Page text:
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Severe Weather Awareness Week: Tornadoes

Tornadoes are one of nature’s most violent storms. In an average year, about 1,000 tornadoes are reported across the United States, resulting in 85 deaths and over 1,500 injuries. A tornado is a violently rotating column of air extending from a thunderstorm to the ground. The most violent tornadoes are capable of tremendous destruction, with wind speeds of 250 mph or more. Damage paths can exceed a mile in width and 50 miles in length.

Tornadoes can occur anywhere in our area, at any time of the year, and at any hour of the day or night. However, peak tornado season is just beginning according to National Weather Service Meteorologist Matt Hahn.

April is the single most active tornado-producing month in our region. Incidentally, Louisiana, Texas, Arkansas, and Oklahoma rank among the top states in the nation in the number of reported tornadoes, with Texas ranked as number 1. If you include Iowa and Nebraska, we become what meteorologists term as “Tornado Alley” due to the high number of tornadoes that occur in the region.

Hahn says that they monitor storms closely for indicators of possible tornadoes.

At that time, take a radio with you and head to the lowest level of your home. Get into a room away from windows and underneath something sturdy. Wait for the All Clear signal before venturing out again. Under no circumstances should you get out and observe the tornado or the storm systemFlying debris which may not be in the funnel is being lifted by the surrounding winds and can be deadly.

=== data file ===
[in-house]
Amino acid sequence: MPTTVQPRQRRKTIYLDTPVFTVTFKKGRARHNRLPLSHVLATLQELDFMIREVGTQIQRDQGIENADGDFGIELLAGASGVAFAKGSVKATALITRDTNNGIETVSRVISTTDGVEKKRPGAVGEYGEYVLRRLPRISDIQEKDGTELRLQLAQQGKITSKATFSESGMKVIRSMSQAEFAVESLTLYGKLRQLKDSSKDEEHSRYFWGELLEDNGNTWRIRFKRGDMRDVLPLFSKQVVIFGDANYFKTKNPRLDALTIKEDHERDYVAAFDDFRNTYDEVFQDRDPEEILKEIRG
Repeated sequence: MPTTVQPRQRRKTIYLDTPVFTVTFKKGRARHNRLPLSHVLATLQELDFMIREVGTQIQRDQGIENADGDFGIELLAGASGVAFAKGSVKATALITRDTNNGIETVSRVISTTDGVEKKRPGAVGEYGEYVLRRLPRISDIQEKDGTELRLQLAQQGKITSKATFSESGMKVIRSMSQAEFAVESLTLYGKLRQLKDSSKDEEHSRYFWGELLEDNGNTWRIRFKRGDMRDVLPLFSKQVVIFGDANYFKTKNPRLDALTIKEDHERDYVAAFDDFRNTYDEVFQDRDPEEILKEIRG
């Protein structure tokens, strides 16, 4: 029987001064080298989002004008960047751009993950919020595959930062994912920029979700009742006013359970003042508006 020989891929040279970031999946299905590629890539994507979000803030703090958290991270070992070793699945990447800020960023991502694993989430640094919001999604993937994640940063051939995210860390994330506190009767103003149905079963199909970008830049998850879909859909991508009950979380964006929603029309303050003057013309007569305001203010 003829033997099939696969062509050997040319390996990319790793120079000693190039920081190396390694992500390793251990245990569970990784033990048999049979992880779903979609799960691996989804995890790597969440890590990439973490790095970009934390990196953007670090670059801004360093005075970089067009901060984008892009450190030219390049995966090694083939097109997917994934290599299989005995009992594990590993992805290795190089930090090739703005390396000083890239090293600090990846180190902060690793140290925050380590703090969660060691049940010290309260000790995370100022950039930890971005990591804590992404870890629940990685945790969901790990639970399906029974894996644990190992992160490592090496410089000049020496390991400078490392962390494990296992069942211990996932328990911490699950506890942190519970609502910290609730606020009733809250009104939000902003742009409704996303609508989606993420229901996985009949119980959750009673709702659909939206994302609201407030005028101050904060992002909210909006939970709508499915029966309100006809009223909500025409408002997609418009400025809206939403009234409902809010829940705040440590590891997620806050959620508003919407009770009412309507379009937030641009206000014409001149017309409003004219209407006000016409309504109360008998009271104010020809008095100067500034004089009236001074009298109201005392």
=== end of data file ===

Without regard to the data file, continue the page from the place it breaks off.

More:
Remember to take or at least have these items in your storm shelter or basement, when severe weather strikes.

  • Disaster Supply Kit
    You store your emergency supplies as close to your shelter as possible.
  • Battery-Operated Weather Radio
    You will need to be able to monitor the latest information directly from your National Weather Service
  • A Map to Track Storms
    You will need to track the progress of the storm. Since warning texts, include parish names, a parish outline map of your area is a great             thing to keep handy. You might also want to keep a state highway map, which includes most of the cities and towns referred to in NWS             warnings and statements.
  • Battery-Operated TV and/or Radio
    This will allow you to monitor news and severe weather information if you lose electrical power.
  • Shoes
    This will be very important is your have is damage and you must walk across broken glass or other debris!
  • Identification
    You may need identification to move around in the area should significant damage occur.
  • Car Keys
    Keep an extra set in your shelter area in case your car remains drivable.
  • Cell Phone
    However, remember that cell phone service may be interrupted after a tornado or other disaster.

 

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